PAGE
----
Hummingbird (Amazilia cyanocephala)

And the birds, they hardly weigh anything, all feathers and chest. I enjoy showing the little local kids about them. Do you know how the heart of a hummingbird sounds? I put one next to the ear. Their eyes open wide. It is so fast that beats cannot be distinguished. Some birds show a quarrelsome behavior- undeterred by the fact that my hand is bigger than their whole body, they bite me, clench their claws and won´t let go. It makes it harder releasing them from the net, so we are at it for a long time. It makes me wonder, would I fight that hard for my life? For how long? Others use clever sneaky tactics. They are totally still while I am taking them out, but observant, their whole body attentive. A minor change in my grip and off they flutter away. I learn to make them calmer by being calm myself.

By the end of the season, I am physically and emotionally tired, sad from having been recording the destruction of the forest and for hearing stories of poverty and struggle from my neighbours. It seems to mimic what is happening in my family, as my parents have been separated for years and the turmoil is peaking up again.

Oaks teach me a big lesson. I find a stump that has been cut and burnt several times. It used to be a tree of 1.5 m of diameter, it re-sprouted, and it managed to grow to 30 cm wide before it was cut again and burnt, re-sprouted again up to 4 cm, this one had snapped, and here it was again, shooting some leaves out. It won’t cease to try as long as there is some energy left in its roots. It injects me with energy and perhaps some courage. Despite that I am struggling more and more with the ´science´ I am doing, and the value of it, I need to keep going but I am trapped. I am enrolled in a programme with a scholarship and have an agreed schedule with my supervisors. So, in moments of tiredness and despair, I think about my oak, and I put a leaf out.

Forest in the mist

I have been saving the best patch of remaining cloud forest for the last. I have been savouring the treat for weeks. Finally, I come to it. I put my nets out, and start the chore. But the next day the rebellion finally wins. Trapping birds, measuring trees, really? I decide to stop, despite the fact that these can render valuable data since they offer rare instances of ´before´. Instead I just wander around. I just want to be there. I find a nice trunk and sit, observing, enjoying the wet earthy smell. Then I walk trying not to make noise. I find a hummingbird catching mosquitoes, I didn´t know it hunted. It is perched still, with a cloud of mosquitoes above its head, then suddenly goes, flycatcher style. After a while it is not hunting and there are no mosquitoes above its head anymore, they are all above mine! So, I leave it and continue walking. I go up hill and find a cluster of young oaks, with long bunches of hay hanging off their branches, gently moving with the wind. They look like ladies with long wide sleeves. From the high point I can see the landscape rolling below. A sense of dancing spaciousness brings back hope.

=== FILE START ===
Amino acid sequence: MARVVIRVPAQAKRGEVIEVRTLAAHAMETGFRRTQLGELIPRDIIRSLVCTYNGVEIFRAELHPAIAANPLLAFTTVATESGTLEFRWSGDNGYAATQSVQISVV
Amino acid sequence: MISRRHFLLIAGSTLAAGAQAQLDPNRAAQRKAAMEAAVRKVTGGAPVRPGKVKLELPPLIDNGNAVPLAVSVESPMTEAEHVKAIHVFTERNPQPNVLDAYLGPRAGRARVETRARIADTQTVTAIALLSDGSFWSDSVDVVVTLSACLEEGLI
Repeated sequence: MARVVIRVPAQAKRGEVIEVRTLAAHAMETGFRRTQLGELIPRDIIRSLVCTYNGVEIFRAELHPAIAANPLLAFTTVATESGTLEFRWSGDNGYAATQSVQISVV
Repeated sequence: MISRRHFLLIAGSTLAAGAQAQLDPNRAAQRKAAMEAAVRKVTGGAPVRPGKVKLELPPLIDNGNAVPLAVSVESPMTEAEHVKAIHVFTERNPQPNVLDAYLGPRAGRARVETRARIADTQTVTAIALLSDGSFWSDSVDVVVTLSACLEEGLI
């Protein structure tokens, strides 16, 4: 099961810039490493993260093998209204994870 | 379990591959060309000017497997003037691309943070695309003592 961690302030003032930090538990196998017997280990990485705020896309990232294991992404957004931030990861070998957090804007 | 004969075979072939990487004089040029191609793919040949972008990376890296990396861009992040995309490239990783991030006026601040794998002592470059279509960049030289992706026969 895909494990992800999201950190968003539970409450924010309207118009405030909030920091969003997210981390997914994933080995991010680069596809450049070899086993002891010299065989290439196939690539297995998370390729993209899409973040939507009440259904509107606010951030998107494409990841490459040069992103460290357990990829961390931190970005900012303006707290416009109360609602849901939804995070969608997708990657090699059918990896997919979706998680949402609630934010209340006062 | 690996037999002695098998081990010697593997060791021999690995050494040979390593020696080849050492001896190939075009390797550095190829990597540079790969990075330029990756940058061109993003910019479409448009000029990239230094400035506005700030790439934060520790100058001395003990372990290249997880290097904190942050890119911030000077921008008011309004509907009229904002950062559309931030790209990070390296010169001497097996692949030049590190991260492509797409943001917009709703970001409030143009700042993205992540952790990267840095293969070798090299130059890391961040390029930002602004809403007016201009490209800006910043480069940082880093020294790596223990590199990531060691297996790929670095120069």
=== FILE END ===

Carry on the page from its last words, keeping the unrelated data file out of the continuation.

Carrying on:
As I come down, I find a yellow orchid at eye height, the size of my palm. I perceive the aroma even though I am some meters away. A yellow stripy wasp is also tracking the scent, zigzagging until it finds the highway, within seconds it has approached the flower and enters. My head engages, surely there must be other orchids of the same species at ´smell´ distance. I sniffle around, and sure there are, one on that tree and another one further up. The wind ruffles the canopy and a sunbeam comes shining on one of the orchids, a sharp yellow glow amid the living green. Suddenly all stops, I am there.

Lycaste orchid

The moment is broken by a noisy group of wood creepers. They are gleaning the bromeliads, getting each leaf on their beaks and combing it out, they are constantly communicating with each other. They part and reunite as they move across the forest, a front line not missing out a single plant, an efficient cleaning service. Yet there is something else. Difficult to describe, perhaps I am still influenced by the moment just passed. It seems that the group is part of something else held together and moved by… joy and care? I feel I am part of it. As they move away and silence is regained, a sense of mystery and depth enfolds me, coming from within and around. The forest I have seen today is very different from the fragments I have painstakingly been measuring for months. I still don’t understand, yet this not understanding has a different flavour now.

I walk slowly out of the forest patch. As I step out into the sunlight, the certainty that there is something Higher starts to glow in me.

Beatriz Contreras

Montebello: Only a few trees are left standing in the hills whereas before there was a continuous canopy